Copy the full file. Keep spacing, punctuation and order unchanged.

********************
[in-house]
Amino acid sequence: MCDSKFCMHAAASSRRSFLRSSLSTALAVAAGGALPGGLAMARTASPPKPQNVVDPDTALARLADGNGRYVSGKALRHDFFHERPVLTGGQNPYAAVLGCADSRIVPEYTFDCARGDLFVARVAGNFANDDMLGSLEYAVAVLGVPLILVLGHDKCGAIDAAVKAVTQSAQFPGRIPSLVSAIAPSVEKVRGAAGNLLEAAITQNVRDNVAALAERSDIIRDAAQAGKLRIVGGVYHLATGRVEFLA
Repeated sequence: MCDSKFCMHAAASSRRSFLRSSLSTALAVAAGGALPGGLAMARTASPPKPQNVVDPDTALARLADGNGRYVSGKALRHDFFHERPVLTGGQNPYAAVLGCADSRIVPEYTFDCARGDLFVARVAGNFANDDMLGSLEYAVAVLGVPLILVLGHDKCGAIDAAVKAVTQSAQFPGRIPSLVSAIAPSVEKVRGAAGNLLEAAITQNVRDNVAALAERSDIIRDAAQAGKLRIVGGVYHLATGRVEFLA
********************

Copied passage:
[in-house]
Amino acid sequence: MCDSKFCMHAAASSRRSFLRSSLSTALAVAAGGALPGGLAMARTASPPKPQNVVDPDTALARLADGNGRYVSGKALRHDFFHERPVLTGGQNPYAAVLGCADSRIVPEYTFDCARGDLFVARVAGNFANDDMLGSLEYAVAVLGVPLILVLGHDKCGAIDAAVKAVTQSAQFPGRIPSLVSAIAPSVEKVRGAAGNLLEAAITQNVRDNVAALAERSDIIRDAAQAGKLRIVGGVYHLATGRVEFLA
Repeated sequence: MCDSKFCMHAAASSRRSFLRSSLSTALAVAAGGALPGGLAMARTASPPKPQNVVDPDTALARLADGNGRYVSGKALRHDFFHERPVLTGGQNPYAAVLGCADSRIVPEYTFDCARGDLFVARVAGNFANDDMLGSLEYAVAVLGVPLILVLGHDKCGAIDAAVKAVTQSAQFPGRIPSLVSAIAPSVEKVRGAAGNLLEAAITQNVRDNVAALAERSDIIRDAAQAGKLRIVGGVYHLATGRVEFLA